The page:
Tribute to Seni’s Law and Aijibola Lewis
The last year has witnessed a proliferation of events, funding, and consultations around race in terms of the White Paper Review of the Mental Health Act and the statutory guidance in relation to the Mental Health Units, 20 (Use of Force) Act 2018. The increase in the involvement of diverse researchers, organisations and activists have not addressed the Lived experiences of race, how whiteness as a historical norm, value and practice shapes co-production and represents the ethnically diverse experience, particularly black men within current mental health systems. To achieve real authentic race equality whiteness as cultural restraint has not been addressed in terms of how it acquires funds, uses white researchers and black researchers to extract and exploit the experiences of black men, particularly that of Olaseni Lewis and Sean Riggs.
As a lived experienced, a black man with a history of a diagnosis, schizophrenia, and as a mental health practitioner, (ASW, Senior Care Manager, Commissioner, and teacher) I have been restrained and witnessed the individual, institutional, inter-related racialised abuses from chemical, physical, and mechanical in a range of mental health units, particularly Maudsley and Bethlem Royal hospitals. I have been physically violated as a patient in prison, in both the above units, by medical staff and worked with the police as a practitioner in the most intrusive, discriminatory, and racist practices, involving guns, overt use of medication and body control, involving violent forms of white behaviour.
Unfortunately, the guidance fails to understand the negative connotation of ‘Use of force’, the use of Eurocentric legal definitions of ‘Mental Disorder’ and the external political, structural, and economical role of mental health that reduces service users to a commercial commodity of control, a new type of slavery and Drapetomania in the use of restrictive practices in modern mental health care. Current research methods lack a lived experience reality of engaging with service users, through the use of patronising and disempowering models, a new type of mental health assessment, eliciting personal information through the use of interviews, photographs, videoing and focus groups. Unfortunately there has been a lack of an anti-racist pedagogic safe cultural learning space to disclose issues of race and racism, particularly within the dominant white researcher voice.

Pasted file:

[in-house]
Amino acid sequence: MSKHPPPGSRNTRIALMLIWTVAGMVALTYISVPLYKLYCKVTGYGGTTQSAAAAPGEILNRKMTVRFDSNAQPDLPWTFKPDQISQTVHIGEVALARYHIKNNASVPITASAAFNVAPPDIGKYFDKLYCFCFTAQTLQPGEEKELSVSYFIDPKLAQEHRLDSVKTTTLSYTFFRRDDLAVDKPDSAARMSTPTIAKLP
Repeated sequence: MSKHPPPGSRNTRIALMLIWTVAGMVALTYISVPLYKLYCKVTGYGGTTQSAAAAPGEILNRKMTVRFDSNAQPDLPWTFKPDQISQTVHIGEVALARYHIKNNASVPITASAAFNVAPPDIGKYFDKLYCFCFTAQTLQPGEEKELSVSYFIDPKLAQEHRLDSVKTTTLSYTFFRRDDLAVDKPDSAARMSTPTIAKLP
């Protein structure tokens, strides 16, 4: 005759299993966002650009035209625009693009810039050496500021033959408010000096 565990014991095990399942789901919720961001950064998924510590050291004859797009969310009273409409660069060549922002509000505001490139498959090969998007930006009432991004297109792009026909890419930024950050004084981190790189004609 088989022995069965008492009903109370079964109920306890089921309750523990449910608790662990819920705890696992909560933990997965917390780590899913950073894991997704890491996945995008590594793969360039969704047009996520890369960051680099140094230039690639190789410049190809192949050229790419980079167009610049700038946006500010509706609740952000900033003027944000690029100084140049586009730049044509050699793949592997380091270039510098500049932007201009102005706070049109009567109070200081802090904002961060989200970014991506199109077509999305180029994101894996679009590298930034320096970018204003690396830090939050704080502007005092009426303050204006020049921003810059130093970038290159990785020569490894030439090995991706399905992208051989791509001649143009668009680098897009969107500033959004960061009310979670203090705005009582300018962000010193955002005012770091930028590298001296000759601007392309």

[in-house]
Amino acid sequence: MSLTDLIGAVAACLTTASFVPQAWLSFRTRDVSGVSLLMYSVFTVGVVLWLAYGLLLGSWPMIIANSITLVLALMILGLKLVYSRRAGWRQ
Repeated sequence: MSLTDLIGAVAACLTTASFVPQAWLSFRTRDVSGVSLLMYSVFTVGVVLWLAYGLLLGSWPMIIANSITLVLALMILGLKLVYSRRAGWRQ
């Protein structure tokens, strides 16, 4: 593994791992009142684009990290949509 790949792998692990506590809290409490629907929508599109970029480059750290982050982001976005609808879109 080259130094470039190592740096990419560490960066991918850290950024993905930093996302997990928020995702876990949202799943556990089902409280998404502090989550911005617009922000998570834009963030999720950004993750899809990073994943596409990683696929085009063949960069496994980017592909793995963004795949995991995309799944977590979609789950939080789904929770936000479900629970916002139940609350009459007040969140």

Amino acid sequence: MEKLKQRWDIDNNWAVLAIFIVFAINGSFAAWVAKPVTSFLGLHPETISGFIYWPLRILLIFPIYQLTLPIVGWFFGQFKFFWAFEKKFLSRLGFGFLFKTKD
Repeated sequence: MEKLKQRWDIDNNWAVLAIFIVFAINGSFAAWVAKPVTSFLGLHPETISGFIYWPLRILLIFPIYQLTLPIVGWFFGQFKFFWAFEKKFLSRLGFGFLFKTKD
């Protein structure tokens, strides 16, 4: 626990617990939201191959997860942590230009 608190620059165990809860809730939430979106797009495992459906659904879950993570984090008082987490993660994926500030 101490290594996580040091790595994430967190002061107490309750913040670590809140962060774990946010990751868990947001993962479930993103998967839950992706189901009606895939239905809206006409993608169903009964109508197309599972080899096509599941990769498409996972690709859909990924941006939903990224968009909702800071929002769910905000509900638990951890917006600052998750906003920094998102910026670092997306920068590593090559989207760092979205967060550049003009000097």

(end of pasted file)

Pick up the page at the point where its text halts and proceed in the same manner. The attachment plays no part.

Unfortunately the impact has been a lack regard to the severity of both historical and personal concerns around the guidance to address racialised terms, such as force, coercion, segregation. A particular failure to address how restrictive practices operate as a norm in other inter-related structures for ethnically diverse communities as a lived experience, the use of force as a continuum from the school, prison, the community into the mental health setting. More specifically the statutory incompetence of the Equality, Human Rights and Mental Capacity legislations to safeguard against the illegal value based use of force in mental health care in relation to black men, their peers, and their families. There has been a reluctance to discuss and look at the role of the lived experience of ethnically diverse black service users in terms of the methods and models of accountability needed in relation to the responsible officer, particularly in terms of treatment and care, data, use of body camera’s by the Police. Similarly there have been a lack of reference to the illegal use of the Act, particularly in terms of Section 1 of the Mental Health Act, Section 135 and 136 and the changes needed to ensure greater civil rights protection in relation abuse and the objectification and fear of the black body and the use of the term, Acute Behavioural Disturbance.
White and diverse researchers and activists have negated and avoided looking at how the lived experience can ensure greater race accountability of the responsible person in mental health units from a racialised impact analysis that is independent of the existing legal framework. The issues of independence and models of training, and how the lived experience can shape the policy of ‘use of force’ in relation to the protective characteristic, ‘race’; and how it’s positioned ethnically and politically in terms of how black men being safeguarded through patient plans and post-care in relation to the NICE standards has been neglected. The implication for this type of avoidance is to silence and depoliticise a debate, through a whiteness as a constraint in the way it routinises focus groups appeal to comprise, through payment, as opposed to enabling an assertive critical analysis of the relationships between force, mental health, that have permeated into black families and black communities historically from the period of slavery.
There is currently an open consultation on the Mental Health Units (Use of Force) Act 2018 statutory guidance. You can respond to the consultation here.